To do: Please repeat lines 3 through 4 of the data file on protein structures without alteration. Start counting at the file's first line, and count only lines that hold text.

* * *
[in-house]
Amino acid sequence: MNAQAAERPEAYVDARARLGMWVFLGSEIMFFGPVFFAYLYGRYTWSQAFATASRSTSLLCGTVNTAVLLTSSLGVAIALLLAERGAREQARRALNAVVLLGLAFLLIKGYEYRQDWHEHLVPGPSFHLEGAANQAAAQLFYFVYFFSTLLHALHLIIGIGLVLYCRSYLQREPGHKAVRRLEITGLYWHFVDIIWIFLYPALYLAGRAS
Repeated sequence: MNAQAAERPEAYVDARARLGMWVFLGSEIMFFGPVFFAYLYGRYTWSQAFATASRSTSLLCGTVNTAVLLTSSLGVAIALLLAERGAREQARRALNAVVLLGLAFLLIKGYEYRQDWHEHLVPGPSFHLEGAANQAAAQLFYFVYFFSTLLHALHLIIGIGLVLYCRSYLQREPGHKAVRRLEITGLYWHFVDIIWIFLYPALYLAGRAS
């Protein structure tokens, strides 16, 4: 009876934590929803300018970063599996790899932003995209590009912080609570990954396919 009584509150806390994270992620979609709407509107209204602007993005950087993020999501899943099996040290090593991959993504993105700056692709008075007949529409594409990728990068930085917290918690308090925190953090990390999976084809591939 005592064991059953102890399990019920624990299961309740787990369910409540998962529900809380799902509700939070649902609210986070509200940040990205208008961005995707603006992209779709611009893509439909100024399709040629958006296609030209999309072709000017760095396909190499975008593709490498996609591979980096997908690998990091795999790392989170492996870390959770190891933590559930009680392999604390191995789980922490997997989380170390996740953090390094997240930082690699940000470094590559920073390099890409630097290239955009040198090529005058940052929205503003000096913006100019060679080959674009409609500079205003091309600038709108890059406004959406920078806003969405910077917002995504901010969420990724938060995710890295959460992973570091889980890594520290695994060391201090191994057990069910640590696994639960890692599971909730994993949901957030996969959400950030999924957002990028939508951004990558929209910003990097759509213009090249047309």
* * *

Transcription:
Repeated sequence: MNAQAAERPEAYVDARARLGMWVFLGSEIMFFGPVFFAYLYGRYTWSQAFATASRSTSLLCGTVNTAVLLTSSLGVAIALLLAERGAREQARRALNAVVLLGLAFLLIKGYEYRQDWHEHLVPGPSFHLEGAANQAAAQLFYFVYFFSTLLHALHLIIGIGLVLYCRSYLQREPGHKAVRRLEITGLYWHFVDIIWIFLYPALYLAGRAS
């Protein structure tokens, strides 16, 4: 009876934590929803300018970063599996790899932003995209590009912080609570990954396919 009584509150806390994270992620979609709407509107209204602007993005950087993020999501899943099996040290090593991959993504993105700056692709008075007949529409594409990728990068930085917290918690308090925190953090990390999976084809591939 005592064991059953102890399990019920624990299961309740787990369910409540998962529900809380799902509700939070649902609210986070509200940040990205208008961005995707603006992209779709611009893509439909100024399709040629958006296609030209999309072709000017760095396909190499975008593709490498996609591979980096997908690998990091795999790392989170492996870390959770190891933590559930009680392999604390191995789980922490997997989380170390996740953090390094997240930082690699940000470094590559920073390099890409630097290239955009040198090529005058940052929205503003000096913006100019060679080959674009409609500079205003091309600038709108890059406004959406920078806003969405910077917002995504901010969420990724938060995710890295959460992973570091889980890594520290695994060391201090191994057990069910640590696994639960890692599971909730994993949901957030996969959400950030999924957002990028939508951004990558929209910003990097759509213009090249047309």